Skip to content
July 14, 2010

Getting Kids Off the Couch

“Look ma, I’m sailing!” A new recruit blasts across the Paradise Cay lagoon, adjacent to Tiburon YC.

© Yolanda Lopez

With schools out for summer, parents are faced with an age-old question: How should their little darlings fill all that free time? Sitting on the couch playing video games, sucking down Twinkies and watching adult-content TV?

We’ve got a much better idea. Get them involved in a youth sailing program, where they’ll get some healthy exercise in the great outdoors, learn a new hobby that could stay with them throughout their lives, and probably make some new friends.

As reported in the April edition of Latitude 38, the Greater Bay Area offers a broad range of youth sailing opportunities for kids from 7 to 18. Some are even free or very low cost. See our complete online listings here.

While some youth programs are already full, others still have room for newcomers. "Hey, we can still take a few more kids," says Tiburon YC Junior Sailing Director Pat Lopez. His three-year-old program — which runs through August 22 — focuses on kids 8 to 13 years old, who learn the ropes aboard Optimist dinghies.

If you’re involved with a local youth sailing program this summer, we’d love to see some photos of your kids in action plus a paragraph about this season’s classes. (Email here.)

Pacific Cup Update

The spread of the Pac Cup Fleet.

© 2010 Pacific Cup

With much of fleet either past or approaching the half-way point, the fickle breeze that all but Thursday’s starters experienced in their first few days at sea must be forgotten. With many boats recording double-digit speeds according to the race’s tracker, the majority of the ’10 Pacific Cup fleet is jamming toward Hawaii. For a few boats though, the party started too late. Bill Helvestine’s Bay Area-based SC 50 Deception is nursing a bad rudder bearing; Kathy Pickup and Chuck Johnson’s Berkeley-based Passport 40 Trial Run is racing with a broken boom; Ken Olcott’s Bay Area-based Schumacher 39 Recidivist has had to substitute a halyard for a broken headstay; Wayne Lamprey’s Bay Area-based Quest 33 Rhum Boogie is having backstay issues; Jim Partridge’s Antrim 49 Rapid Transit is on its way to Santa Barbara with steering issues, and Buzz Blackett’s Antrim Class 40 California Condor broke the bottom rudder gudgeons on both of its rudders. Condor is now proceeding to Hawaii and the crew are steering with a drogue and a drastically-reduced sailplan.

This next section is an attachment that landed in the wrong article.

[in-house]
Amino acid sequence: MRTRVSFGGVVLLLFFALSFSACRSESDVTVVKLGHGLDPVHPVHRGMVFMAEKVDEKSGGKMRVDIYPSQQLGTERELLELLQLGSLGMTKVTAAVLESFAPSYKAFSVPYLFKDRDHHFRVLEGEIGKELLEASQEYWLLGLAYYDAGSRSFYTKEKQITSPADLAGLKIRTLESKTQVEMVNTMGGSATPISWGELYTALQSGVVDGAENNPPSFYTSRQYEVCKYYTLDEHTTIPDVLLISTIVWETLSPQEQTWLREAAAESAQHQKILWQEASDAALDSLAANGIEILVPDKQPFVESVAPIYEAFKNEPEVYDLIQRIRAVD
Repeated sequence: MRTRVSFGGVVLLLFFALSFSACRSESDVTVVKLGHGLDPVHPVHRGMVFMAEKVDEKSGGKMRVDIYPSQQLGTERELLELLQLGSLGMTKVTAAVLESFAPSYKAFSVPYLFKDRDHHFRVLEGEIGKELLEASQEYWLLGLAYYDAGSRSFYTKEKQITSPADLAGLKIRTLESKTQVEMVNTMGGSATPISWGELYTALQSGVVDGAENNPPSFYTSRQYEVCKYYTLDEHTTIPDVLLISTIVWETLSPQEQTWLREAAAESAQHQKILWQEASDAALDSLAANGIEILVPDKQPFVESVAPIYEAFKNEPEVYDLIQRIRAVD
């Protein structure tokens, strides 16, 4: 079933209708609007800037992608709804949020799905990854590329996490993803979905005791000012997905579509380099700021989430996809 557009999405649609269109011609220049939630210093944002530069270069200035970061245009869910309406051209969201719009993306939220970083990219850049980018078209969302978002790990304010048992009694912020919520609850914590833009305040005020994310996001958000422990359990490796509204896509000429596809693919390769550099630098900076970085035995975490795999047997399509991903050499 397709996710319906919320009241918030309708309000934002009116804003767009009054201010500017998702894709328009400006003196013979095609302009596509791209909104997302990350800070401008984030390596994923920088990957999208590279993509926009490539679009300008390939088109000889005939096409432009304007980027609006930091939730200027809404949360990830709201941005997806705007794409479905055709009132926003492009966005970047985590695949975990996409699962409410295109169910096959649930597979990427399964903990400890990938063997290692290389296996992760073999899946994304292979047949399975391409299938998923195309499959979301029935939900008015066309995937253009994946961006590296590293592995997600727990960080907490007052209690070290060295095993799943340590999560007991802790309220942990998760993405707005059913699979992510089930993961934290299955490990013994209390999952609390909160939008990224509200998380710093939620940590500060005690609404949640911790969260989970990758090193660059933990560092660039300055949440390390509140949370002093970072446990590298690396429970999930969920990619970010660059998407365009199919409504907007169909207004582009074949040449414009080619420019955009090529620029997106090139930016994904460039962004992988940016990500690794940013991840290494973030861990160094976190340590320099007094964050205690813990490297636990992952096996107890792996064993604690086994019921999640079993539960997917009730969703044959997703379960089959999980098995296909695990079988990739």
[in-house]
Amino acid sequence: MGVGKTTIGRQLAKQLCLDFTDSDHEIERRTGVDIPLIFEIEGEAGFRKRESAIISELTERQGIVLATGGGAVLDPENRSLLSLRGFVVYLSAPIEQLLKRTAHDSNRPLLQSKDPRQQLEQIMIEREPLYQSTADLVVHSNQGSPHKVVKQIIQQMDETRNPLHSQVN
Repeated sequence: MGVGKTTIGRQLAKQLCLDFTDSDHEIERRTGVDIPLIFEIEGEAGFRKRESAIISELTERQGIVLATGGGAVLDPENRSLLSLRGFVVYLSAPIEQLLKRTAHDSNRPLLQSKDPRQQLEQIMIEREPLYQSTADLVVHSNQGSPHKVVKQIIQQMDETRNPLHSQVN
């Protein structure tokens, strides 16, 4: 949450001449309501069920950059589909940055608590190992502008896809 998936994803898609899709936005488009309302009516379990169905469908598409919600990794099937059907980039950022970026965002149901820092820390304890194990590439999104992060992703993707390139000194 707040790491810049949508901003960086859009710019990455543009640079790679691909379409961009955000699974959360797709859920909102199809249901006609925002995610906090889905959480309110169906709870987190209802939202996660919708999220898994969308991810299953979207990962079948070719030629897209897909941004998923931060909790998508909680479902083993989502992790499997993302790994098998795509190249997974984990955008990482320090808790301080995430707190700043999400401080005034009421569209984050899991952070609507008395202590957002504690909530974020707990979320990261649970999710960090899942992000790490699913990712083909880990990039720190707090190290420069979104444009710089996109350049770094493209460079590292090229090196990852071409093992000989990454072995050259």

Up in front of the fleet, Emma Creighton and Andy Hamilton have been putting on a show, recording daily runs in the mid-200s aboard Creighton’s Mini Transat Pocket Rocket, and taking the lead among all the doublehanded boats. Jame Gillmore’s Columbia 30 Uncontrollable Urge is leading Division C, having snuck up into seventh overall. Of the Thursday starters, Jack Taylor’s Dana Point-based SC 50 Horizon has been leading overall for a few days now, and shows no signs of giving in. In Division E, which started on Saturday, Chip Megeath’s Tiburon-based R/P 45 Criminal Mischief is still bombing along, after a Monday-Tuesday run of 349 miles, and as of today’s sked has moved up into sixth overall. On that same day, Philippe Kahn’s Open 50 Pegasus MotionX 50 tallied 402 miles, while Alan Brierty’s R/P 63 Limit knocked off 415 miles!